Donald McClurkin has been praising God, singing gospel music, and dazzling audiences for his entire life. Born in Long Island in 1959, the ordained minister formed the McClurkin Singers as a teenager, before helping found the New York Restoration Choir. In 2001, he established Freeport’s Perfecting Faith Church, where he is now senior pastor. Over the years, he has won three Grammy awards, two BET awards, 10 Stellar awards, two Soul Train awards and one NAACP award, while penning platinum and gold CDs with classics like Stand and We Fall Down. On February 23, the tall, raspy tenor with the rich, powerful voice will perform at the Kupferberg Center for the Arts as part of the venue’s celebration of Black History Month.
An ancient art form mixes with modern theatricality and the result is too astounding to describe. The Peking Acrobats defy logic with trick-cycling, precision tumbling, somersaulting and gymnastics. They defy gravity with displays of contortion, flexibility and control, including daring maneuvers atop a precarious pagoda of chairs. They push the envelope with juggling and balancing feats, showcasing tremendous skill and ability. And when the perform at the Kupferberg Center for the Arts on February 22, their acts will be accompanied by live musicians playing traditional Chinese instruments and high-tech special effects.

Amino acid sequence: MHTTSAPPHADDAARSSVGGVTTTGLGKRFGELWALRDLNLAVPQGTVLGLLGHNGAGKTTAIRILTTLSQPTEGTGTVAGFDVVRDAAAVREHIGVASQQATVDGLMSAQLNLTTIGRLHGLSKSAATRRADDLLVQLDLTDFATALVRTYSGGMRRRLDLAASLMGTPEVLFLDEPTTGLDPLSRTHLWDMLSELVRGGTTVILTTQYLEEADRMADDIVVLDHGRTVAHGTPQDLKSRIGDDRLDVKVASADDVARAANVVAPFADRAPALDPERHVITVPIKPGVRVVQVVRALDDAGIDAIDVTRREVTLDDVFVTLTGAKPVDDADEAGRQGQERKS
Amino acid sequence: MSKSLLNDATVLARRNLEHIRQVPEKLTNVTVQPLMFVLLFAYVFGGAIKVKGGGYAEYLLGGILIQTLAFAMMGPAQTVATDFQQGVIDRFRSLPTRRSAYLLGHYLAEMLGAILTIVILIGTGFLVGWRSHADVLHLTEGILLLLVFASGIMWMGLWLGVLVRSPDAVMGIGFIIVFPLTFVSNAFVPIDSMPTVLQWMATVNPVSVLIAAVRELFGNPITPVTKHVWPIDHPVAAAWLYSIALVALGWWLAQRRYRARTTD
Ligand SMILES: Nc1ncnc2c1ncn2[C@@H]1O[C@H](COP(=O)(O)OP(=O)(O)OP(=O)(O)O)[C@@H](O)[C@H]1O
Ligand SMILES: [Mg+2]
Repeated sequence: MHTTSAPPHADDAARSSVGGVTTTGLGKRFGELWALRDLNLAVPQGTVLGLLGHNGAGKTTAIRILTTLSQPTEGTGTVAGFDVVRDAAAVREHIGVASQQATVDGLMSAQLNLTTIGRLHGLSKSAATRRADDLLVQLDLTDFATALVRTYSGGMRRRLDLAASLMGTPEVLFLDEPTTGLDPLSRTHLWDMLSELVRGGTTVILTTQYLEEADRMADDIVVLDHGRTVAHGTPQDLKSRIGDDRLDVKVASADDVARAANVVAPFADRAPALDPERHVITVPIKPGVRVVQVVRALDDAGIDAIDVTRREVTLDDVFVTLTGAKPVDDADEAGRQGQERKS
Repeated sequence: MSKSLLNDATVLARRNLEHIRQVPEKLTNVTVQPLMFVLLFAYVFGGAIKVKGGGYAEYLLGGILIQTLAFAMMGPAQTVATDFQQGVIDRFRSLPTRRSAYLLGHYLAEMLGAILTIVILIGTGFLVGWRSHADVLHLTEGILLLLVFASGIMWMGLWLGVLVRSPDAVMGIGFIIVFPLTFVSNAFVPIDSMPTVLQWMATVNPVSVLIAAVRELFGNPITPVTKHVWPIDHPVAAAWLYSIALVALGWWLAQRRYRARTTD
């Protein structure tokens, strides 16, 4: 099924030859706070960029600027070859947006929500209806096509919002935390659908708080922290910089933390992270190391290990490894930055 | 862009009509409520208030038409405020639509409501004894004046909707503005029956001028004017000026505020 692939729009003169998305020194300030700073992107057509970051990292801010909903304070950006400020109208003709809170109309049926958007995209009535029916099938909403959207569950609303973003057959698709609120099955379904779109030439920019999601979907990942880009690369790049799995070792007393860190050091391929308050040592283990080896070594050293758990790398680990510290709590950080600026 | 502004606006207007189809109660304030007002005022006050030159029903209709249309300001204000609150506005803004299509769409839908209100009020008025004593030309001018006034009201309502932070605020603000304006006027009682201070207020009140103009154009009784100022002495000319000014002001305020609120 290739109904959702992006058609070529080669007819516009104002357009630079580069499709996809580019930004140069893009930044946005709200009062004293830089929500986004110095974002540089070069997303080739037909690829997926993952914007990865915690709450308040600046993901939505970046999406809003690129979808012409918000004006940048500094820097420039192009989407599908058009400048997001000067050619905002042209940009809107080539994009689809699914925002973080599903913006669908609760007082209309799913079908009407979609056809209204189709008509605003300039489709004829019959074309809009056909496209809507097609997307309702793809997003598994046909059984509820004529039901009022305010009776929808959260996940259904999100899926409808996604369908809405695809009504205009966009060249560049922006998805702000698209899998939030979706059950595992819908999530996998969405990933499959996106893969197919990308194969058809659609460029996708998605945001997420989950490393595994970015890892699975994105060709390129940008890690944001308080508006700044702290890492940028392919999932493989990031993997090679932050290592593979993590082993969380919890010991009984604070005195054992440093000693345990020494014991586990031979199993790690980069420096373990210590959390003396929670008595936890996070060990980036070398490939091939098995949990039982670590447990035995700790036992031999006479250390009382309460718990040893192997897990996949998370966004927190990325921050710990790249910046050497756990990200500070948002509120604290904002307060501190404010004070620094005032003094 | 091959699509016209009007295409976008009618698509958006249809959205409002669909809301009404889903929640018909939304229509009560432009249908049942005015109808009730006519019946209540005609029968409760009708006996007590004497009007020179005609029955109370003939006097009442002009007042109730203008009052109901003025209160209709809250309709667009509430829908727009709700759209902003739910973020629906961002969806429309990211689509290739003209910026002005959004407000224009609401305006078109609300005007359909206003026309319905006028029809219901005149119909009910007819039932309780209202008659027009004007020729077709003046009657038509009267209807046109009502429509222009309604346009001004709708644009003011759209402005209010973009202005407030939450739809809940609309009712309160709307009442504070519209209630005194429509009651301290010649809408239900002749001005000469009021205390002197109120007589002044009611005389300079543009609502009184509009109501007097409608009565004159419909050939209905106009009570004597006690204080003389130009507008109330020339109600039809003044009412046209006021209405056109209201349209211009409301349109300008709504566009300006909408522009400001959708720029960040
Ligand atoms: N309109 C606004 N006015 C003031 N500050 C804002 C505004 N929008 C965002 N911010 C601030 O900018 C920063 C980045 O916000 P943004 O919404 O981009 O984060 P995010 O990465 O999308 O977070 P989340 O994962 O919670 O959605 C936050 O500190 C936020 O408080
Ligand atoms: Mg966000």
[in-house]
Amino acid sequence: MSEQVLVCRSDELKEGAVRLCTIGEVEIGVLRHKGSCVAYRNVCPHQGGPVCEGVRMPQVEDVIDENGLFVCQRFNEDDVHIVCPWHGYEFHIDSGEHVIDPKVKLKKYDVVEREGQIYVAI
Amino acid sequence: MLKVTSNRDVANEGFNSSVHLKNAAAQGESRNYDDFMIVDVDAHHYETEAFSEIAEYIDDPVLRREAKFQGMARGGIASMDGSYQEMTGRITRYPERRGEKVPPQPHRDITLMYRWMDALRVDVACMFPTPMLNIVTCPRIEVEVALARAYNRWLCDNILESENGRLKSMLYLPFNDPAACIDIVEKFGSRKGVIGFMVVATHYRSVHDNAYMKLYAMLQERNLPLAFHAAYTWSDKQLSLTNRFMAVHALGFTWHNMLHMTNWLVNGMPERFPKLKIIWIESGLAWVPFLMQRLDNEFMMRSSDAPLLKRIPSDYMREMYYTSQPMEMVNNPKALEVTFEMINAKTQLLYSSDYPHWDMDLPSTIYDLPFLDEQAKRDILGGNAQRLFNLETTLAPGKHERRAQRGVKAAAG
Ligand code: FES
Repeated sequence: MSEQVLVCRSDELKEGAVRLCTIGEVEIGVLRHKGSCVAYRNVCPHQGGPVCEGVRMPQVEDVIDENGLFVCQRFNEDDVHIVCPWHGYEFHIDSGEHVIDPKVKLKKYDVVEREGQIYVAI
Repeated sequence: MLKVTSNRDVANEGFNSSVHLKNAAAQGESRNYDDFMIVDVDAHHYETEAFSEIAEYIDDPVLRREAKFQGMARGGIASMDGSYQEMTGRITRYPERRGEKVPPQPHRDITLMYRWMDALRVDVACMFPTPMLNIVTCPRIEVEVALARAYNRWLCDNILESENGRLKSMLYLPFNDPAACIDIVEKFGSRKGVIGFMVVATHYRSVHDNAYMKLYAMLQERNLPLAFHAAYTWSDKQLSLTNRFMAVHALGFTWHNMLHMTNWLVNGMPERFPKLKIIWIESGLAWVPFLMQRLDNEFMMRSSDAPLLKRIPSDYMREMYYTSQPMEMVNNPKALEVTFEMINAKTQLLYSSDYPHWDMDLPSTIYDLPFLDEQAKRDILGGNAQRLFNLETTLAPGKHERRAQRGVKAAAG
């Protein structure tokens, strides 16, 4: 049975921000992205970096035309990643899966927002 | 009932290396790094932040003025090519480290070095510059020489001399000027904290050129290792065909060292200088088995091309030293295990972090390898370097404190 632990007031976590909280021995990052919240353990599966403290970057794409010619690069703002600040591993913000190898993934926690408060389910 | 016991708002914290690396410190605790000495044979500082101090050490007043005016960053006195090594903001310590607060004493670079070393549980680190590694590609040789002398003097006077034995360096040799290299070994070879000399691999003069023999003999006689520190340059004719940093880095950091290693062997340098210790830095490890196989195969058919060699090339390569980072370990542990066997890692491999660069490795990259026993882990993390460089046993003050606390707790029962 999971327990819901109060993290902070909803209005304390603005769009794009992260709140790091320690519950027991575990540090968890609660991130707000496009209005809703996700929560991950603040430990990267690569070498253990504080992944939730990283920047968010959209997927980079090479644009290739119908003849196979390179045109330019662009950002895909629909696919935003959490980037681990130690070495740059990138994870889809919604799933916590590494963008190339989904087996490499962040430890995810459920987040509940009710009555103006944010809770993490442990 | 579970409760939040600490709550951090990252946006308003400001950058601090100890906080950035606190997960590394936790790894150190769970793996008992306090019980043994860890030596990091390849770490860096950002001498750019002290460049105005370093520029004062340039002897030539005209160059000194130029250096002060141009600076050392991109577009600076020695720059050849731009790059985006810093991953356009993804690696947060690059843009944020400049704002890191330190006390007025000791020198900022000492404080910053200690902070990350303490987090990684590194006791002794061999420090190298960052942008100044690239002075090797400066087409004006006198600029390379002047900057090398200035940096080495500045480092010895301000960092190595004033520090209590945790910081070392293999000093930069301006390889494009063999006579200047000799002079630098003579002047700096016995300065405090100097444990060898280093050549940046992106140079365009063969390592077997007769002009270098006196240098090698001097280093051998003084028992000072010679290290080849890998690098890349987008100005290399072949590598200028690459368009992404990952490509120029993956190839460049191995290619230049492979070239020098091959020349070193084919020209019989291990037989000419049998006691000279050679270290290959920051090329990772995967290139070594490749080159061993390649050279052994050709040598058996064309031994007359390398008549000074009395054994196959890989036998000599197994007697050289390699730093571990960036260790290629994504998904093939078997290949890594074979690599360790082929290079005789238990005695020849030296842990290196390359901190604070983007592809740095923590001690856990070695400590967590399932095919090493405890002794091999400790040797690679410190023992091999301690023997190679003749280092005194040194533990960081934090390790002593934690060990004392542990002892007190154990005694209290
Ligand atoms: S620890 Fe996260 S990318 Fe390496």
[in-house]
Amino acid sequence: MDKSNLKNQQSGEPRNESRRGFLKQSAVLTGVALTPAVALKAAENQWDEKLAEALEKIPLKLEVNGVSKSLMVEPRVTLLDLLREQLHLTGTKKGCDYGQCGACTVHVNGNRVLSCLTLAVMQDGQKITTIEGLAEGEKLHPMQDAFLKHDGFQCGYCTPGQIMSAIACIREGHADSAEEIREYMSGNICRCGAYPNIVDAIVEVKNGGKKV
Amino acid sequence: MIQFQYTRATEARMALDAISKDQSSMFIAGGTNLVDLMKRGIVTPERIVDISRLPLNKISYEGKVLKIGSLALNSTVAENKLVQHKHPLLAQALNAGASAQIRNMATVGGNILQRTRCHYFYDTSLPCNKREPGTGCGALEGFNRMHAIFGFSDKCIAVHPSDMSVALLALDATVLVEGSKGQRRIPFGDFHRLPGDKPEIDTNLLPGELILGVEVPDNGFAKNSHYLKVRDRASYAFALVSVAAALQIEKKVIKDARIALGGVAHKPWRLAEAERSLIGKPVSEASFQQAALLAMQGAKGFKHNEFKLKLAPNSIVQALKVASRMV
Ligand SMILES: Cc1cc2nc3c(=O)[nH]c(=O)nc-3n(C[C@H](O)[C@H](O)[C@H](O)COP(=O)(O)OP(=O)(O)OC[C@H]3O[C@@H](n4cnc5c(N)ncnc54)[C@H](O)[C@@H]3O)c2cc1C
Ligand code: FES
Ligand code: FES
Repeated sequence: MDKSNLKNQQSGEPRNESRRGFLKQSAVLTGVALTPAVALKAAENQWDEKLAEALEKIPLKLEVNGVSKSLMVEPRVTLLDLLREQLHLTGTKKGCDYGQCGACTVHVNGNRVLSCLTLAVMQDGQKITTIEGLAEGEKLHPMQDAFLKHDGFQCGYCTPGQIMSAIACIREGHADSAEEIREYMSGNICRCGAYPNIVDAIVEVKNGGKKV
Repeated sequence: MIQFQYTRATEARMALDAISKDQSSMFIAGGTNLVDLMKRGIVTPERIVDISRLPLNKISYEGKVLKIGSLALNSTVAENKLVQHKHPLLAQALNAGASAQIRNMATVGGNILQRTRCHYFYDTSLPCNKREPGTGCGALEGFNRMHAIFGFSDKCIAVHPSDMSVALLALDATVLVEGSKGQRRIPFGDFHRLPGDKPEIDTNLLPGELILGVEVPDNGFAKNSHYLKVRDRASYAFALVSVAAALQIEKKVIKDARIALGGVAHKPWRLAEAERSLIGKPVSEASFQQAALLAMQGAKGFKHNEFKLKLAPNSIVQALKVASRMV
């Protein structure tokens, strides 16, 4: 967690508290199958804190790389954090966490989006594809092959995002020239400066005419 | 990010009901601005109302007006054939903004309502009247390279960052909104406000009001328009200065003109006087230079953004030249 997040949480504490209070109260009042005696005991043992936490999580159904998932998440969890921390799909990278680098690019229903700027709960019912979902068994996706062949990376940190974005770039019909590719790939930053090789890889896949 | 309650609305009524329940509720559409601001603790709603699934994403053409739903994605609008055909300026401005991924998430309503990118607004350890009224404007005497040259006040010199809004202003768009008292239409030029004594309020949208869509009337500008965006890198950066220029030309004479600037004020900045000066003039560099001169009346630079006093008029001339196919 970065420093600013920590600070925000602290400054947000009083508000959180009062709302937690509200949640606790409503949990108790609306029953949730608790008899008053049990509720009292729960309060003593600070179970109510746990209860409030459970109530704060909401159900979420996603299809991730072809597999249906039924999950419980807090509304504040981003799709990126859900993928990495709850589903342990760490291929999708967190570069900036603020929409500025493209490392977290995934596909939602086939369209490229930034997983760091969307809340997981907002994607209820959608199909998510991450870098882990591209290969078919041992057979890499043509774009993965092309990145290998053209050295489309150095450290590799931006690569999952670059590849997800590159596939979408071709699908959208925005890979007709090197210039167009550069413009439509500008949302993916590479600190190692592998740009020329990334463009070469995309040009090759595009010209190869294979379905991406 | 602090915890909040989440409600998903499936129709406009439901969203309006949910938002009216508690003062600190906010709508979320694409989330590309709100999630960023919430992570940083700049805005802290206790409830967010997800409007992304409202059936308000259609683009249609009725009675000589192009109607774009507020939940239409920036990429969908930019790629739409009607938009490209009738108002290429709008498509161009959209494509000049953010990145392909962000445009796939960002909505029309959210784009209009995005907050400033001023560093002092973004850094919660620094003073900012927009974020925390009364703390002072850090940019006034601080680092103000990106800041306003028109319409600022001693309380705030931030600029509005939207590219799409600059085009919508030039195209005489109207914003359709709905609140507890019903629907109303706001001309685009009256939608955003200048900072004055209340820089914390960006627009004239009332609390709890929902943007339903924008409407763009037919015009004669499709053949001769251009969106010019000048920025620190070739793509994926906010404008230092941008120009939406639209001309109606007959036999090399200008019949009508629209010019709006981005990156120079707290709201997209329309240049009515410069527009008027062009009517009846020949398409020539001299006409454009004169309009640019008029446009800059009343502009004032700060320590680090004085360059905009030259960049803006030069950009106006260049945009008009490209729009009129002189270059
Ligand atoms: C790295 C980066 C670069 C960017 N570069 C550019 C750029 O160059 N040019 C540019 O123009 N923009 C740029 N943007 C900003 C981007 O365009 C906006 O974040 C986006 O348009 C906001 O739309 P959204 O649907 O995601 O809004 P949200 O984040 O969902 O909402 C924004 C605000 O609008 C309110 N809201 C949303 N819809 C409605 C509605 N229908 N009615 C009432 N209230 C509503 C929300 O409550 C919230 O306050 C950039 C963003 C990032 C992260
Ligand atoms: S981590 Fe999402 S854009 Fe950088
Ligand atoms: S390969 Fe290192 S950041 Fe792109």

Kupferberg Center for the Arts
65-30 Kissena Boulevard, Flushing
Friday, February 22
7pm – 9pm | $20-$30
Some people consider them the original boy band. The Vienna Boys Choir, which traces its roots back to 1498, consists of four divisions that give roughly 300 performances around the world every year. On Saturday, December 15, they’ll fill the seats and air at Queens College’s Colden Auditorium with their Christmas in Vienna concert. Expect an awe-inspiring fusion of extraordinary talent, singular training and master artistic direction.